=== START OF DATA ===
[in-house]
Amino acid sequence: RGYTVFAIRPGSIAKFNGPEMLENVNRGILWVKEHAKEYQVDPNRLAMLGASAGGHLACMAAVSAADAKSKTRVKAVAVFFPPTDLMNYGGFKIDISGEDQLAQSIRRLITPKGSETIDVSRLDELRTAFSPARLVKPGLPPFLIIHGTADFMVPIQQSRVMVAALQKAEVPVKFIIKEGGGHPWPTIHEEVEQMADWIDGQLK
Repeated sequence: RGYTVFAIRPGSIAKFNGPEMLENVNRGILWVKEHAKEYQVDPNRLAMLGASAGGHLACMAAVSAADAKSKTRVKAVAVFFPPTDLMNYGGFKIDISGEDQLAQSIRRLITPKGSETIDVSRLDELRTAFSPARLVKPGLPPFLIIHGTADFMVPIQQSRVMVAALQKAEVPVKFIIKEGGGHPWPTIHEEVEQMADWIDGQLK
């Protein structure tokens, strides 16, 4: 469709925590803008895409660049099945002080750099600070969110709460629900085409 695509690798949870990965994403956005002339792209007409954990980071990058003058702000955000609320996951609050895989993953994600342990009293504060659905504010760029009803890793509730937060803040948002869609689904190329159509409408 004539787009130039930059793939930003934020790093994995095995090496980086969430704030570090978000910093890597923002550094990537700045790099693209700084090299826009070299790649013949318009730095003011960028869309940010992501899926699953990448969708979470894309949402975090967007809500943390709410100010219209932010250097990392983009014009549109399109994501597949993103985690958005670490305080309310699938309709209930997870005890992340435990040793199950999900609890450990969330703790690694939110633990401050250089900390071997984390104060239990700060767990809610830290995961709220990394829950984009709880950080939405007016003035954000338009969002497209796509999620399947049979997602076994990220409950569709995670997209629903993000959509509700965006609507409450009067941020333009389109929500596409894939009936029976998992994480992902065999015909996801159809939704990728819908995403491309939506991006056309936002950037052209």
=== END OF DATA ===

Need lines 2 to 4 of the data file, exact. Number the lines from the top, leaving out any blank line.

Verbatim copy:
Amino acid sequence: RGYTVFAIRPGSIAKFNGPEMLENVNRGILWVKEHAKEYQVDPNRLAMLGASAGGHLACMAAVSAADAKSKTRVKAVAVFFPPTDLMNYGGFKIDISGEDQLAQSIRRLITPKGSETIDVSRLDELRTAFSPARLVKPGLPPFLIIHGTADFMVPIQQSRVMVAALQKAEVPVKFIIKEGGGHPWPTIHEEVEQMADWIDGQLK
Repeated sequence: RGYTVFAIRPGSIAKFNGPEMLENVNRGILWVKEHAKEYQVDPNRLAMLGASAGGHLACMAAVSAADAKSKTRVKAVAVFFPPTDLMNYGGFKIDISGEDQLAQSIRRLITPKGSETIDVSRLDELRTAFSPARLVKPGLPPFLIIHGTADFMVPIQQSRVMVAALQKAEVPVKFIIKEGGGHPWPTIHEEVEQMADWIDGQLK
């Protein structure tokens, strides 16, 4: 469709925590803008895409660049099945002080750099600070969110709460629900085409 695509690798949870990965994403956005002339792209007409954990980071990058003058702000955000609320996951609050895989993953994600342990009293504060659905504010760029009803890793509730937060803040948002869609689904190329159509409408 004539787009130039930059793939930003934020790093994995095995090496980086969430704030570090978000910093890597923002550094990537700045790099693209700084090299826009070299790649013949318009730095003011960028869309940010992501899926699953990448969708979470894309949402975090967007809500943390709410100010219209932010250097990392983009014009549109399109994501597949993103985690958005670490305080309310699938309709209930997870005890992340435990040793199950999900609890450990969330703790690694939110633990401050250089900390071997984390104060239990700060767990809610830290995961709220990394829950984009709880950080939405007016003035954000338009969002497209796509999620399947049979997602076994990220409950569709995670997209629903993000959509509700965006609507409450009067941020333009389109929500596409894939009936029976998992994480992902065999015909996801159809939704990728819908995403491309939506991006056309936002950037052209």